Monday, December 20, 2010

Promises of Recovery

Robert Kuttner asks a very good question in a piece entitled The Stimulus That Isn’t, echoing one that I have asked repeatedly,

If the tax rates on the books in 2010 did not produce a recovery, why should we expect that the very same rates will change the economy in 2011?

Read the piece. It is a thoughtful and serious piece, and not just ideology.
It is consistent with my question of why Democrats have come to call tax cuts stimulative, a position that they have refuted since Republicans adopted it many years ago, and which has never been substantiated with any empirical evidence.

I understand compromise, and I have no problem with it. Getting DADT repealed is a big deal, and giving Republicans some victories to achieve that is fine with me. Giving in on the “tax cut for the rich” in order to get the tax cuts for the middle class is fine. None of that presents any moral dilemma to me, nor any sense of political defeat.

What baffles me is the adoption of tax cuts as policy that Democrats have embraced since Obama took office. Where Bush presided over a couple of massive tax cuts, Obama’s preference has been for smaller but more frequent cuts, but the outcome is the same – the continuation of the culture of cutting taxes. Obama even brags about it in his speeches. Now he is embracing the continuation of the Bush tax cuts as a stimulus to the economy, and Democratic leadership is cheering him on.

Kuttner also touched on the pitfall of polls – they are taken and quoted in isolation. The infamous “public option” polled favorably during the “health care reform” debate, for instance, but when larger polls were taken, the public didn’t want that subject to be on the table at all; it wanted Congress to be dealing with jobs, the economy, and the wars overseas. The reality was that if health care was the subject then yes was the reply on the public option, but the topic of health care itself was unpopular.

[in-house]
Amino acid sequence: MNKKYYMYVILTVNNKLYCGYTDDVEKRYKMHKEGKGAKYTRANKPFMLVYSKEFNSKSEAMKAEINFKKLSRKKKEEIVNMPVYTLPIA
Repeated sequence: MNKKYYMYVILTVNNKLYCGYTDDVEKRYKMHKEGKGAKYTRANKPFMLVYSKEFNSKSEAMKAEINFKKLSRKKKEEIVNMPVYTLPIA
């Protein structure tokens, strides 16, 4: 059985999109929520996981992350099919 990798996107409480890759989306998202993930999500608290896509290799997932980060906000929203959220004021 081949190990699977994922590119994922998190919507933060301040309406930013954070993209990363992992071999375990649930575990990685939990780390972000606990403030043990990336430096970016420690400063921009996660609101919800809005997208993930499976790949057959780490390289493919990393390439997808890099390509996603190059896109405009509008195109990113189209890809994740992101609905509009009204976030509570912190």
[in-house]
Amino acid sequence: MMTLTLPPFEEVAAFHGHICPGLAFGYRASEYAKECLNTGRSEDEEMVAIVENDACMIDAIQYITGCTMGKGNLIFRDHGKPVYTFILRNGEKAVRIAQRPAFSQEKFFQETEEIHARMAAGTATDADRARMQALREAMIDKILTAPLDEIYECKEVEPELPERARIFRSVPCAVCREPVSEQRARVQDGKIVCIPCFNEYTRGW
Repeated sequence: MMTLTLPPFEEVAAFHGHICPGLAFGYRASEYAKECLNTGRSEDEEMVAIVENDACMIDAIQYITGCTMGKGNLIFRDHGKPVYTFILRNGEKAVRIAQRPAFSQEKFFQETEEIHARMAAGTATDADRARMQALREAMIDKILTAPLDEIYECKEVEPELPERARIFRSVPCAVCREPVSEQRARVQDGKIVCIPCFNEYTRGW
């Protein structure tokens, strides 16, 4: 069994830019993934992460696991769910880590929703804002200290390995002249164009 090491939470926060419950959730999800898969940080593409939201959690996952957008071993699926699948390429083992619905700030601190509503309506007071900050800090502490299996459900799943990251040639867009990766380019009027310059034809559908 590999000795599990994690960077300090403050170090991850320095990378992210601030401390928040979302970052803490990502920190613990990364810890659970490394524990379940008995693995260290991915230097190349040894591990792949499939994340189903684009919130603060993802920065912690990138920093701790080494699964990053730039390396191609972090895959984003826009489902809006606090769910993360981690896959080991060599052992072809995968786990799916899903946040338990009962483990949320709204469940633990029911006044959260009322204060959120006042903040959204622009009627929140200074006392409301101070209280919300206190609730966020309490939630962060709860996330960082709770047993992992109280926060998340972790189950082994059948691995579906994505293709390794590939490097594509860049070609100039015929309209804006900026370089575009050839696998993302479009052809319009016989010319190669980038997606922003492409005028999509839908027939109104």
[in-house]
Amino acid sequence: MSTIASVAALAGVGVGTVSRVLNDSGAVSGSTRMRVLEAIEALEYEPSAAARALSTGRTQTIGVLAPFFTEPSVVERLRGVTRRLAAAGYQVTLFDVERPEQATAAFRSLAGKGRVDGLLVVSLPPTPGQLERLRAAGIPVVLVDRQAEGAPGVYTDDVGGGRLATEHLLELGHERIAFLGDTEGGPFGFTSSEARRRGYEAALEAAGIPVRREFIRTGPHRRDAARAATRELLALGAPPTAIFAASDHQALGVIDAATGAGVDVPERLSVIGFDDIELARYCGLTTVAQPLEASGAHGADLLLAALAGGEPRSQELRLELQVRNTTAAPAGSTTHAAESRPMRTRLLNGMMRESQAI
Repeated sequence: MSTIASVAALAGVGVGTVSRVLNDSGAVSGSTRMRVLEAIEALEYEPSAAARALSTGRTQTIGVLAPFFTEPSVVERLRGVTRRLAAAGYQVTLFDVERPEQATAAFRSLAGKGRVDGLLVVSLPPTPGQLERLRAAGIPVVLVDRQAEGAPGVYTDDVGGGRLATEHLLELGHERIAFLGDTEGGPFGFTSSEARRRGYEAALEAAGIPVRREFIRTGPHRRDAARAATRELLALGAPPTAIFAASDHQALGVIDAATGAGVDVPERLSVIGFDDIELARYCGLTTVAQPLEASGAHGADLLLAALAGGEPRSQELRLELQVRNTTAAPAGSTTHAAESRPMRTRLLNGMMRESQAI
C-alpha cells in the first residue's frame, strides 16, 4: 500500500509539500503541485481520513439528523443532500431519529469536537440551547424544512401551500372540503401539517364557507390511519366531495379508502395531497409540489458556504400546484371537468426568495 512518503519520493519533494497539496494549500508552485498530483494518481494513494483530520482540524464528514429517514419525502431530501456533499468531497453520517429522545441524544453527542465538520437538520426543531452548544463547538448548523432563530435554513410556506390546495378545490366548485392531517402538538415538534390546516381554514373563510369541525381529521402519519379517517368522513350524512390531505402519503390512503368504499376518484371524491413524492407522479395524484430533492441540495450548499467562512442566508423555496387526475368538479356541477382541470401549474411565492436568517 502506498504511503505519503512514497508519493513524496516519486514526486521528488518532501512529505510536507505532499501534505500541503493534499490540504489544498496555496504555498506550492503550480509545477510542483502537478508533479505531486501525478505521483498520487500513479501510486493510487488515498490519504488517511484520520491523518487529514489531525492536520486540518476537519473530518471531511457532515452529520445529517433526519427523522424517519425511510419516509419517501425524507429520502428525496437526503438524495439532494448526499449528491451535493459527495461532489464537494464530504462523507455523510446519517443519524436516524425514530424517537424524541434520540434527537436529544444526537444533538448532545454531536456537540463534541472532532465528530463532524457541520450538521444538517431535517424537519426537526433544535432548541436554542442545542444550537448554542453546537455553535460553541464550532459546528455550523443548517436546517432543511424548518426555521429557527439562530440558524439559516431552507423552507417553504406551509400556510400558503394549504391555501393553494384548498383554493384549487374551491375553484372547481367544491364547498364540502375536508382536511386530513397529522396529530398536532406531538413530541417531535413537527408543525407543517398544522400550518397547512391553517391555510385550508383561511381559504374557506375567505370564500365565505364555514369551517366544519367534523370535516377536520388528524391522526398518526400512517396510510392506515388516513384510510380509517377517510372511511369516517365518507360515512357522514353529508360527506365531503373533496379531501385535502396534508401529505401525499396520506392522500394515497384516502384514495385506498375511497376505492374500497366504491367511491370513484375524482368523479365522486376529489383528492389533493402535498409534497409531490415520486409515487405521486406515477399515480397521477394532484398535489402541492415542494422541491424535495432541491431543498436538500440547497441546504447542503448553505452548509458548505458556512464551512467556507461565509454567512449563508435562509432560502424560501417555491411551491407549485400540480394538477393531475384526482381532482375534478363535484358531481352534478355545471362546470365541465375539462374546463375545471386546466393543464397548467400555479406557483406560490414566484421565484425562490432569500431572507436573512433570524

Sort of “I like orange, but I don’t like ice cream” being taken to mean that the public liked and wanted orange ice cream.

You can’t really determine what’s on the public’s mind by asking yes/no questions on a single subject. If you ask someone if they want a tax cut, pretty much no one will answer no, but the popularity of “reducing the deficit” suggests that in a generalized dissertation on public policy a good many people might well not argue for tax cuts.

As Kuttner points out, today’s politicians are married to the idea that tax cuts generate votes, but promises of recovery that don’t materialize may overcome that dogma rather dramatically. Tax cuts don’t help someone who is not working and not paying taxes. This administration has already promised one recovery that did not materialize, and the result was the election of 2010. It did not learn anything from that and now is promising a tax cut that will lead to recovery by 2012.

Update: On the “I like orange, but I don’t like ice cream” being taken to mean that the public liked and wanted orange ice cream, what the public got, of course, was vanilla ice cream. No public option.

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